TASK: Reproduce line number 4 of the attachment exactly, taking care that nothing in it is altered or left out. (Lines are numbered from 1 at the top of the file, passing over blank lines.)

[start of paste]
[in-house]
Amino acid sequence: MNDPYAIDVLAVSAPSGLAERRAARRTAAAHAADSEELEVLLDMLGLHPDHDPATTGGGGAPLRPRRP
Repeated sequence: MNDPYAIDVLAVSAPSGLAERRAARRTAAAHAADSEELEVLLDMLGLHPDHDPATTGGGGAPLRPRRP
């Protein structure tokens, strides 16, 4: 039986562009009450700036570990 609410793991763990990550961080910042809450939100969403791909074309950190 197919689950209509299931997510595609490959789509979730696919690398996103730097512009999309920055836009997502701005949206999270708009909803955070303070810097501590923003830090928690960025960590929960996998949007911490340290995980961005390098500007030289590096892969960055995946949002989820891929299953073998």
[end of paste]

């Protein structure tokens, strides 16, 4: 039986562009009450700036570990 609410793991763990990550961080910042809450939100969403791909074309950190 197919689950209509299931997510595609490959789509979730696919690398996103730097512009999309920055836009997502701005949206999270708009909803955070303070810097501590923003830090928690960025960590929960996998949007911490340290995980961005390098500007030289590096892969960055995946949002989820891929299953073998």